Cornelis Poortman (Born: unknown, died: Netherlands, 1951) otherwise known as resident Poortman was a colonial Dutch official in the Dutch East Indies. The existence of this figure in history still controversial.

The life is Poortman is mentioned by Mangaraja Onggang Parlindungan in his work titled Tuanku Rao. He mentioned that Poortman studied Indology at Delft and was later appointed as the Administrative Cadet in the Netherland Indies and was assigned to Tapaktuan in North Sumatra. In 1904 he was appointed as Controleur in Sipirok, then became Resident in Jambi, and finally he became Acting Adviser in the Native Affairs department in Batavia. In 1914–1918 Poortman studied Chinese language and in 1928 managed to gain access to Chinese language documents at Sam Po Kong Temple, Semarang. In 1930 he retired. In the period 1930–1940 he carried out his research in Holland, especially in the field of Batak history, and had documents in Amsterdam which he brought back home in Voorburg. In 1951 he died in the Netherlands.[1]

Controversy[edit]
The Sam Po Kong temple and the statue of admiral Zheng He.
As written by Parlindungan, Poortman led a search of the Sam Po Kong Temple in Semarang and transported the Chinese language manuscripts there, some of which were 400 years old at the time, needing as much as 3 cikar (carts drawn by oxen), in 1928 in the framework of the task assigned by the colonial government Dutch to investigate whether Raden Patah was a Chinese or not.[2] Although his existence has not really been able to be proven, or whether it is another person but is in the same position at that time,[3] Mangaraja Onggang Parlindungan has quoted many of Poortman’s alleged life story in his book Tuanku Rao,[4] which was later cited frequently by Slamet Muljana in his book Runtuhnya Kerajaan Hindu-Jawa dan Timbulnya Negara-Negara Islam di Nusantara (The Collapse of the Hindu-Javanese Empire and the Emergence of Islamic Countries in the Archipelago)[5] and in other analysis.[6][7][8][9]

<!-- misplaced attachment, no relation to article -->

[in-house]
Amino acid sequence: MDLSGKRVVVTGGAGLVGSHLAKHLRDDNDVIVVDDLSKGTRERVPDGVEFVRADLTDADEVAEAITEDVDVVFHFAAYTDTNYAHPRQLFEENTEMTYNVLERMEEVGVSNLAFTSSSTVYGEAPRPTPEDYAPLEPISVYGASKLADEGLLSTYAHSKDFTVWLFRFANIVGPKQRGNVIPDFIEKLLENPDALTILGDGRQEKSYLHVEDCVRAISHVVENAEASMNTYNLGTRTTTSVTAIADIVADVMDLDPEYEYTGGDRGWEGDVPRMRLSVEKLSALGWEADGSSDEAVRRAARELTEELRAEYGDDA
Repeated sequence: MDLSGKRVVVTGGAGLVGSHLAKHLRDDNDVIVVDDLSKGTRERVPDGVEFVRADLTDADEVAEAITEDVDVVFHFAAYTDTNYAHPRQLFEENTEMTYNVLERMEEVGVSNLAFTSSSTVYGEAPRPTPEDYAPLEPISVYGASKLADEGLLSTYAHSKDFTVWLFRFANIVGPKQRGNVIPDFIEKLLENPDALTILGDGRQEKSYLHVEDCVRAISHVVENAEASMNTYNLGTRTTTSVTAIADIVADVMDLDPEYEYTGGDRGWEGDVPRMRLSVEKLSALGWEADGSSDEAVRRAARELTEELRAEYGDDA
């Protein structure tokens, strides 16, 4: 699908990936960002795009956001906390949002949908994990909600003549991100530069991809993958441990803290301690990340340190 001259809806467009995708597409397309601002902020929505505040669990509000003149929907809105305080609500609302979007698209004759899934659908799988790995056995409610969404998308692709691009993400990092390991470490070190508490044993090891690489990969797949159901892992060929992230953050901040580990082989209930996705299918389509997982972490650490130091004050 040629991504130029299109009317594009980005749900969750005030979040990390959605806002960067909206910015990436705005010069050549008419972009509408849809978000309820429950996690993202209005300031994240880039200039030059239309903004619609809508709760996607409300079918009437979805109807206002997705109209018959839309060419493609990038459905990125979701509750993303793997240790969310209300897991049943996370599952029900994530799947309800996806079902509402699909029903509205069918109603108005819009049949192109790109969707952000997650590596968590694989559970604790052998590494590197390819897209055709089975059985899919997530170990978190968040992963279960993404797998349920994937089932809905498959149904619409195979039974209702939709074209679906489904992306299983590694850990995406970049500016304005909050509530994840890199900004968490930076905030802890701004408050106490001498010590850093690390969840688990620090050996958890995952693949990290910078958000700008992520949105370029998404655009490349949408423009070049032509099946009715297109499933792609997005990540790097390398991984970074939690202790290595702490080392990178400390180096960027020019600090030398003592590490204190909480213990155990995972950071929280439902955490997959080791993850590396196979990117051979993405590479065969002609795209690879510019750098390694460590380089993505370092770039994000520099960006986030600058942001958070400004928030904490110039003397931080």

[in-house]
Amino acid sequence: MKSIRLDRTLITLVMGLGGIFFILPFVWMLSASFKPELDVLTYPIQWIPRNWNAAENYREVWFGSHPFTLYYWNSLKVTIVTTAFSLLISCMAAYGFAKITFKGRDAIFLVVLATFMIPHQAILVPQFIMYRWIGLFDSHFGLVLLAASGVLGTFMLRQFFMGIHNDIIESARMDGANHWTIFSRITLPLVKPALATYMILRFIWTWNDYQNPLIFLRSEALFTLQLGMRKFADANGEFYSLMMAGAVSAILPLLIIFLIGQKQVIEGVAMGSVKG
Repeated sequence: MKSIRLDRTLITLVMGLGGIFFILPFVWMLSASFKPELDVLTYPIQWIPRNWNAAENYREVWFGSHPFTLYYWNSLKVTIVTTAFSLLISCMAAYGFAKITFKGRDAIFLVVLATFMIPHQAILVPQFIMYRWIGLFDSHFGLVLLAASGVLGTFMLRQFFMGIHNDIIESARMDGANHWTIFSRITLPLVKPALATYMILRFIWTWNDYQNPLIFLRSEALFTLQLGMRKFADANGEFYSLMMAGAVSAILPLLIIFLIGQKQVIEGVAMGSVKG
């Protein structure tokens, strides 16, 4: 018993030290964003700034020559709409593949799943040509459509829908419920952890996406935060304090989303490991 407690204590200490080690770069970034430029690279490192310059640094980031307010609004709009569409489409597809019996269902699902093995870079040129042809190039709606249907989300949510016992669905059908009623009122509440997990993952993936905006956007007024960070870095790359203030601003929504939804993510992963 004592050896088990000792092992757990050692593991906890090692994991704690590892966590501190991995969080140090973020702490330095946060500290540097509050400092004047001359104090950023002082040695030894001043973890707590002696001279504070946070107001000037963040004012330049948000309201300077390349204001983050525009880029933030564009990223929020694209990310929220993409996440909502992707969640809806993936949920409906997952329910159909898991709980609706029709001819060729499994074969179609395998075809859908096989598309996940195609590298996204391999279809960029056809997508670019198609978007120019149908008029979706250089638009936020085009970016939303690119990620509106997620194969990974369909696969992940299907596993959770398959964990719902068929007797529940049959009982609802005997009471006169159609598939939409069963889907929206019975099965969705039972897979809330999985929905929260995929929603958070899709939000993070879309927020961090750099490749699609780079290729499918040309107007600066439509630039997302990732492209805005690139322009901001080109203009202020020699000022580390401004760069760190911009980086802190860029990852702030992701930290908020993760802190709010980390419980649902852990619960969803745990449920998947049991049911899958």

Ricklefs claims that search attempts by Dutch scholars to identify Poortman were fruitless. Poortman should have been a fairly high-ranking person, and considering there are also claims that he was a student of Snouck Hurgronje and teacher of van Leur.[10] Poortman’s existence and the story told by Parlindungan is still speculative, and perhaps imaginative.[11]

Chinese texts[edit]
There are 2 Chinese texts/chronicles that allegedly brought by Poortman from the Chinese temple, namely:

Semarang Chinese Chronicles[edit]
This one has received a lot of attention: The text contains several references to a man named Gan Eng Cu, who is identified as the “Captain of Chinese Islam” from Tuban. Supposed to be appointed to this position in 1423 by a person named Bong Tak Keng (identified by the text as the person Zheng He appointed to be governor of the Chinese Muslim Community in Java), the text also claims that, in 1436, Gan Eng Cu was sent to China as a messenger of Majapahit.[12]: 187